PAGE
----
In January 2018 the French commemorated the Charlie Hebdo attacks that occurred three years earlier. The expression of American solidarity then toward the victims in France was quick and unwavering – just as it was in the aftermath of the even deadlier November 2015 attacks.
And yet, to this day, a sense of uneasiness seems to run deep through some political and academic circles in the United States that have often had a hard time understanding France’s approach to its disenfranchised minorities, to secularism and to religious liberties in general. It has become fashionable for some Americans to invite France to rethink its approach to laïcité (or secularism) in order to strengthen its social pact. One example is a December 2017 New York Times editorial accusing France of failing to face up to its racism. The editorial caused a stir even among the most open-minded French, who often consider these types of comments ill-informed at best.
This mutual uneasiness sheds light on how different societies view religion in the public sphere and interpret the notions of separation between church and state and freedom of speech in different ways. These views and interpretations shape the policy responses from Western powers towards religious minorities: whereas some place emphasis on freedom, others view religious demands as political demands that should be treated as such. Policy responses are fundamentally different as a result.
Two opposing traditions
In the United States, the question of separation between church and state and freedom of speech are essentially seen through a First Amendment prism. The European immigrants’ experience of religious oppression largely influenced its phrasing and the definition of religious rights that were meant to guarantee individual freedom of worship. Those who wrote the First Amendment looked to protect the freedoms of speech and religion from political interference.
In France, the 1789 revolution targeted established political powers – first and foremost aristocracy, to be certain, but the clergy as well, to a large extent. In fact, the clergy – as much as French aristocracy – profoundly shaped the political environment of France in a way that the revolution looked to curtail. As a result, France’s interpretation of separation between church and state is diametrically opposed to the US tradition: it is far more about limiting political interference of religious forces in society and about curbing the political weight of religions in public life. The separation of church and state, at the heart of the French definition of secularism, means a systematic refusal on the part of public authorities to recognise the significance of any religion in general – and any religious right in particular. This guarantees the ability of the Republic to protect society against religious influence that, historically in France, has done more to undermine individual rights than promote them.
Lasting effects on today’s debates
This tradition has largely informed the French approach to secularism and to minorities in general. In practice, this tradition means that the French society would rather ban all signs of religious faith in public schools for instance – including the Islamic veil – and thus limit the extent to which an individual can publicly affirm his or her faith, than allow any religious belief to influence a political debate – and thus limit individual freedoms of others. Whereas laws that limit the exercise of individual religious liberties would be unconstitutional in the United States, these usually tend to be relatively well-accepted by a French society which is far more concerned with the political imprint that religions can leave in the public sphere than with religious freedoms.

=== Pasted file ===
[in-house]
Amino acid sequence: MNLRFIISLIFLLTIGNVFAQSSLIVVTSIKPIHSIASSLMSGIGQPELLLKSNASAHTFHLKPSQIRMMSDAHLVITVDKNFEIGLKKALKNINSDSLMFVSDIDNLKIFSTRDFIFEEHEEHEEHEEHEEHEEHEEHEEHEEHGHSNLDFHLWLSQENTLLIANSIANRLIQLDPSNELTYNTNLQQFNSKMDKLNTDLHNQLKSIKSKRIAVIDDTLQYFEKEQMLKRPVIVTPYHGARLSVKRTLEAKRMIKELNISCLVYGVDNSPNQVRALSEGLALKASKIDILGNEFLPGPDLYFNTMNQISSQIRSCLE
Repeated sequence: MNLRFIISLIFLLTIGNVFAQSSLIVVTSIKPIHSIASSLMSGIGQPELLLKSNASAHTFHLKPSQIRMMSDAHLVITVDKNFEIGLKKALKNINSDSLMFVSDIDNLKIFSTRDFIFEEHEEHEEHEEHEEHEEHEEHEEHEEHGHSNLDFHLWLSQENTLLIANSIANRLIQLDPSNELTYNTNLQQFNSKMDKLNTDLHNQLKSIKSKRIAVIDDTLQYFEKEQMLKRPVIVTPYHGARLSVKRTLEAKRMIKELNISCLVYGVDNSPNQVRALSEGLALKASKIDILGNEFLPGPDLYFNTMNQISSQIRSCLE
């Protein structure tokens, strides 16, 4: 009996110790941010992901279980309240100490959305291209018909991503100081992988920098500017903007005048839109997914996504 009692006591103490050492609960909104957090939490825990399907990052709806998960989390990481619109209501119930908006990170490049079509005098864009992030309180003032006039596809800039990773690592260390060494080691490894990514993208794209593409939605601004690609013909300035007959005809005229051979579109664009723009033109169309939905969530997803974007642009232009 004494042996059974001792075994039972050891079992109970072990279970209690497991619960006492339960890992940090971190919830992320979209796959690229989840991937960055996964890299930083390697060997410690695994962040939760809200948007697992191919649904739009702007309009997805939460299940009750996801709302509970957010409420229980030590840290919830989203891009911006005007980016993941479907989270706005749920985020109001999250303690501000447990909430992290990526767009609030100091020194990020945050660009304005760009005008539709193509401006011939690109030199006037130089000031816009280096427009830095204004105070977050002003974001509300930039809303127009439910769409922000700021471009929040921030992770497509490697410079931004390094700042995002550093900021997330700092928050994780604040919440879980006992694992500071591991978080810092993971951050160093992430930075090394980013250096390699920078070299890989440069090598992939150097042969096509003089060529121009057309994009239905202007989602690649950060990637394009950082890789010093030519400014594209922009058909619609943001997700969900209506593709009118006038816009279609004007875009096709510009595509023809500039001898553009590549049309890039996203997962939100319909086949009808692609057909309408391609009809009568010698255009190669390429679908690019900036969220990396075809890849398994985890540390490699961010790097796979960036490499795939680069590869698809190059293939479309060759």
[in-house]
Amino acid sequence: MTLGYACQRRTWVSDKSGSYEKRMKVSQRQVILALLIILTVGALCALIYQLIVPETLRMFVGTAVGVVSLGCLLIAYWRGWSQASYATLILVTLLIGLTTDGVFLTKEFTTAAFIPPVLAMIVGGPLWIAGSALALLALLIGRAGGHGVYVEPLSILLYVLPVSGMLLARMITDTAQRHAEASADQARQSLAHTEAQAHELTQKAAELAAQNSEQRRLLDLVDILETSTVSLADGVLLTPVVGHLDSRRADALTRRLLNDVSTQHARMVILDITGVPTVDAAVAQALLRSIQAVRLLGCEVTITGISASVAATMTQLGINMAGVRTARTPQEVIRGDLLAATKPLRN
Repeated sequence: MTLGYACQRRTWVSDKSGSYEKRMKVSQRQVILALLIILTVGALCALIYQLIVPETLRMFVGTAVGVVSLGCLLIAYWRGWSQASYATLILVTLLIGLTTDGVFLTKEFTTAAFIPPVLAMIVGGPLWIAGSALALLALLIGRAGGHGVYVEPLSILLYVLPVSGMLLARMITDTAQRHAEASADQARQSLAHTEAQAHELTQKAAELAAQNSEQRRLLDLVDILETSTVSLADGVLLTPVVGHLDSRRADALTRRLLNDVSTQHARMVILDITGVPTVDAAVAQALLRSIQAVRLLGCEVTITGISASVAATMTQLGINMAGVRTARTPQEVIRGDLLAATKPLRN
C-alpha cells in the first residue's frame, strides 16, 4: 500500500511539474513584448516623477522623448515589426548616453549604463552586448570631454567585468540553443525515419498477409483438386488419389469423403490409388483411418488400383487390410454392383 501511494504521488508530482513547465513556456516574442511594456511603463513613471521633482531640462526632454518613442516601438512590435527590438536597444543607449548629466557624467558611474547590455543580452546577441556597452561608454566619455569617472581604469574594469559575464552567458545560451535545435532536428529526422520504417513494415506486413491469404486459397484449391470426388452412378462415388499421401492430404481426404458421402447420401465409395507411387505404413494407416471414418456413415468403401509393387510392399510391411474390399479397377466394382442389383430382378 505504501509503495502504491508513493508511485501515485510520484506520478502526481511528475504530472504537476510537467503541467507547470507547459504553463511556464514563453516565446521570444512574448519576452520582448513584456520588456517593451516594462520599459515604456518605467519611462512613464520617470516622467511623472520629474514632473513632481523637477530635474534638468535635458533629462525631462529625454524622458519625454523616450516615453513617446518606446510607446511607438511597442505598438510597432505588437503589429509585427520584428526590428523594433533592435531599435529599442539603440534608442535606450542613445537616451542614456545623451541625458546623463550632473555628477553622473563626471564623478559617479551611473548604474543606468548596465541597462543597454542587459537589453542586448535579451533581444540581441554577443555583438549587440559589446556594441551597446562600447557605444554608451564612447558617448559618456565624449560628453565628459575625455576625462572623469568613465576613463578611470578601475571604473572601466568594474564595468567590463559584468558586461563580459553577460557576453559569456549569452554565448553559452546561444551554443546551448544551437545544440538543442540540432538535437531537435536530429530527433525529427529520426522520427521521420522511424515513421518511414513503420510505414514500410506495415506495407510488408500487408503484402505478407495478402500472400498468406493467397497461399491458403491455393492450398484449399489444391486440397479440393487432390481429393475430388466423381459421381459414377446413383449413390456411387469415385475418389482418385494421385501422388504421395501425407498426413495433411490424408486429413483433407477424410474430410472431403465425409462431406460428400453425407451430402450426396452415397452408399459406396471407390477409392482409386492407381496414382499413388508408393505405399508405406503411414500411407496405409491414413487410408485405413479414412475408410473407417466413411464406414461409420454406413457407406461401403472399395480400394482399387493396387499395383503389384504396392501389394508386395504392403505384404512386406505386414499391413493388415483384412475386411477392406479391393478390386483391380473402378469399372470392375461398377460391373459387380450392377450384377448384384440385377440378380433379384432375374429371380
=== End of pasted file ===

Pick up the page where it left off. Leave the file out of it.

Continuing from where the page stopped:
Religions, in other words, are not sacred to the French Republic. The individual ability to decide, in isolation of outside forces, is. As a result, it is socially acceptable in France to ridicule and caricature others’ faith, which pertains to the realm of religious beliefs – so long as that ridicule and caricature do not target individuals, in which case it becomes punishable by law.
Secularism – post-Trump?
The uneasiness among US political and academic circles is growing as they fear that Donald Trump’s views are paradoxically seem far closer to French laïcité than what common sense and Trump’s low approval ratings in Europe would suggest. This view may be misguided though: French laïcité does not demand religious minorities be banned but that the religious dimension not be the decisive factor in the policy process – pressures from the French far right notwithstanding.
The real issue therefore lies elsewhere. Those on both sides of the Atlantic who feel that the French approach to secularism is ill-advised and hypocritical have a legitimate concern: radical groups could woo disenfranchised and vulnerable minorities more easily as a result of these policies that are perceived as targeting the same groups. Meaningful policies to tackle the threat emanating from lone actors as well as from well-organised groups with ties to extremist groups abroad should account for this risk. But it is also noteworthy that terror attacks, like those carried out in Paris, seek to wear our societies from within by challenging social pacts, sowing divisions, and creating a sense of uncertainty about the sustainability of our societal models.
In this political battle, religion is undoubtedly a pretext, but it is still shaping the terms of the struggle. The ability of Western notions to strike the right balance between religious freedom and the political responsibility of religious minorities will ultimately be key in this struggle that may have far less to do with theology than with political governance and values.